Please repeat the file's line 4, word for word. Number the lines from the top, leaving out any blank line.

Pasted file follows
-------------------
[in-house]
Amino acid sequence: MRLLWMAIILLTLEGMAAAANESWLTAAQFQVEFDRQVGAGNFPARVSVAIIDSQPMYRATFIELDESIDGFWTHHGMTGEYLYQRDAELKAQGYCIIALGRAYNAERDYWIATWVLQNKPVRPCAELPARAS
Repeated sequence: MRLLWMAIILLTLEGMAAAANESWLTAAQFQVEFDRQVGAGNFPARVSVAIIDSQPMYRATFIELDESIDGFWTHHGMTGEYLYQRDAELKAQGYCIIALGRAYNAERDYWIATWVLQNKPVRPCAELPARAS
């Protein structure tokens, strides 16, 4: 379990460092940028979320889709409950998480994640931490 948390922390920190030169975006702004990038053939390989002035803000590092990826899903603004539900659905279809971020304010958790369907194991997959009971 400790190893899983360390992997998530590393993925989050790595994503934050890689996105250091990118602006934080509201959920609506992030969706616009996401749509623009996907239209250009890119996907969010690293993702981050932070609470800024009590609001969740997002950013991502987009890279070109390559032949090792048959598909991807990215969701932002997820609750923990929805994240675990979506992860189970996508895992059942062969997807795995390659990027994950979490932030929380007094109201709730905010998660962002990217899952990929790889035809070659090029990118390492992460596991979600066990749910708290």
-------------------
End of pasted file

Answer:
């Protein structure tokens, strides 16, 4: 379990460092940028979320889709409950998480994640931490 948390922390920190030169975006702004990038053939390989002035803000590092990826899903603004539900659905279809971020304010958790369907194991997959009971 400790190893899983360390992997998530590393993925989050790595994503934050890689996105250091990118602006934080509201959920609506992030969706616009996401749509623009996907239209250009890119996907969010690293993702981050932070609470800024009590609001969740997002950013991502987009890279070109390559032949090792048959598909991807990215969701932002997820609750923990929805994240675990979506992860189970996508895992059942062969997807795995390659990027994950979490932030929380007094109201709730905010998660962002990217899952990929790889035809070659090029990118390492992460596991979600066990749910708290």